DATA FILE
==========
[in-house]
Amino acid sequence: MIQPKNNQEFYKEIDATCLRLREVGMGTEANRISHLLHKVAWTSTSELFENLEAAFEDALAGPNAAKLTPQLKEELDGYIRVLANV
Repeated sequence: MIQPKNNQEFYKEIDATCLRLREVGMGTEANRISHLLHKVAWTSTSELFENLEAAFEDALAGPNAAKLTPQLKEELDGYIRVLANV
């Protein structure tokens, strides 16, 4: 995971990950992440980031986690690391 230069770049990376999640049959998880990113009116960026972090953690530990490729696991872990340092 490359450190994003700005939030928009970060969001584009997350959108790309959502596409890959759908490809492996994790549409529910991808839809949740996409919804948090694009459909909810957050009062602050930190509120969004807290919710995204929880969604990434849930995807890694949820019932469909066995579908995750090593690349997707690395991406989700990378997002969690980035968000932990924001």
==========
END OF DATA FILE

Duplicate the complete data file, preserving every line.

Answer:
[in-house]
Amino acid sequence: MIQPKNNQEFYKEIDATCLRLREVGMGTEANRISHLLHKVAWTSTSELFENLEAAFEDALAGPNAAKLTPQLKEELDGYIRVLANV
Repeated sequence: MIQPKNNQEFYKEIDATCLRLREVGMGTEANRISHLLHKVAWTSTSELFENLEAAFEDALAGPNAAKLTPQLKEELDGYIRVLANV
């Protein structure tokens, strides 16, 4: 995971990950992440980031986690690391 230069770049990376999640049959998880990113009116960026972090953690530990490729696991872990340092 490359450190994003700005939030928009970060969001584009997350959108790309959502596409890959759908490809492996994790549409529910991808839809949740996409919804948090694009459909909810957050009062602050930190509120969004807290919710995204929880969604990434849930995807890694949820019932469909066995579908995750090593690349997707690395991406989700990378997002969690980035968000932990924001």